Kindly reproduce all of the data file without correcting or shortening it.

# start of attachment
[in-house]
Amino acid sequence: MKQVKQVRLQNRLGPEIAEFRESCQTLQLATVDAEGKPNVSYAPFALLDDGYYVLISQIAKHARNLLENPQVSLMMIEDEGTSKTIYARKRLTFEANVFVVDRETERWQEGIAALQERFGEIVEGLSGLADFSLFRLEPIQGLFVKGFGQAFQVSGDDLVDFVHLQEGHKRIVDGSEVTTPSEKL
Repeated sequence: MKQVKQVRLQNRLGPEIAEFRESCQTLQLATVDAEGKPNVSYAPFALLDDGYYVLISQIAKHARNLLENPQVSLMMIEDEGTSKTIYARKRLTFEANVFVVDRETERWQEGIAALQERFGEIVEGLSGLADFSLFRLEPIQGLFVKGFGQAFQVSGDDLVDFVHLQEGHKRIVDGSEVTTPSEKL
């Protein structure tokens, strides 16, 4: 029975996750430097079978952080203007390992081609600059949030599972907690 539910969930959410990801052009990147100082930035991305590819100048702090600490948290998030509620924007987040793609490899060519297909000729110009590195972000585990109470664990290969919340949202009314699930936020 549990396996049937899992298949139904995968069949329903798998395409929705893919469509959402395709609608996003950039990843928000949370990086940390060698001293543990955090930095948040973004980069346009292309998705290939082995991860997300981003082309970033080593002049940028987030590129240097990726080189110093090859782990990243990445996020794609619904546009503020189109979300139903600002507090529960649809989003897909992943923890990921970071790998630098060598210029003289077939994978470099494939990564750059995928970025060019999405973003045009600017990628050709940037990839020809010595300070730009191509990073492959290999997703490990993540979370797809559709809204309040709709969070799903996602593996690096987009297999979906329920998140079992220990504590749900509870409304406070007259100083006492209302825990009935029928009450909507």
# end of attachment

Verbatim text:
[in-house]
Amino acid sequence: MKQVKQVRLQNRLGPEIAEFRESCQTLQLATVDAEGKPNVSYAPFALLDDGYYVLISQIAKHARNLLENPQVSLMMIEDEGTSKTIYARKRLTFEANVFVVDRETERWQEGIAALQERFGEIVEGLSGLADFSLFRLEPIQGLFVKGFGQAFQVSGDDLVDFVHLQEGHKRIVDGSEVTTPSEKL
Repeated sequence: MKQVKQVRLQNRLGPEIAEFRESCQTLQLATVDAEGKPNVSYAPFALLDDGYYVLISQIAKHARNLLENPQVSLMMIEDEGTSKTIYARKRLTFEANVFVVDRETERWQEGIAALQERFGEIVEGLSGLADFSLFRLEPIQGLFVKGFGQAFQVSGDDLVDFVHLQEGHKRIVDGSEVTTPSEKL
């Protein structure tokens, strides 16, 4: 029975996750430097079978952080203007390992081609600059949030599972907690 539910969930959410990801052009990147100082930035991305590819100048702090600490948290998030509620924007987040793609490899060519297909000729110009590195972000585990109470664990290969919340949202009314699930936020 549990396996049937899992298949139904995968069949329903798998395409929705893919469509959402395709609608996003950039990843928000949370990086940390060698001293543990955090930095948040973004980069346009292309998705290939082995991860997300981003082309970033080593002049940028987030590129240097990726080189110093090859782990990243990445996020794609619904546009503020189109979300139903600002507090529960649809989003897909992943923890990921970071790998630098060598210029003289077939994978470099494939990564750059995928970025060019999405973003045009600017990628050709940037990839020809010595300070730009191509990073492959290999997703490990993540979370797809559709809204309040709709969070799903996602593996690096987009297999979906329920998140079992220990504590749900509870409304406070007259100083006492209302825990009935029928009450909507």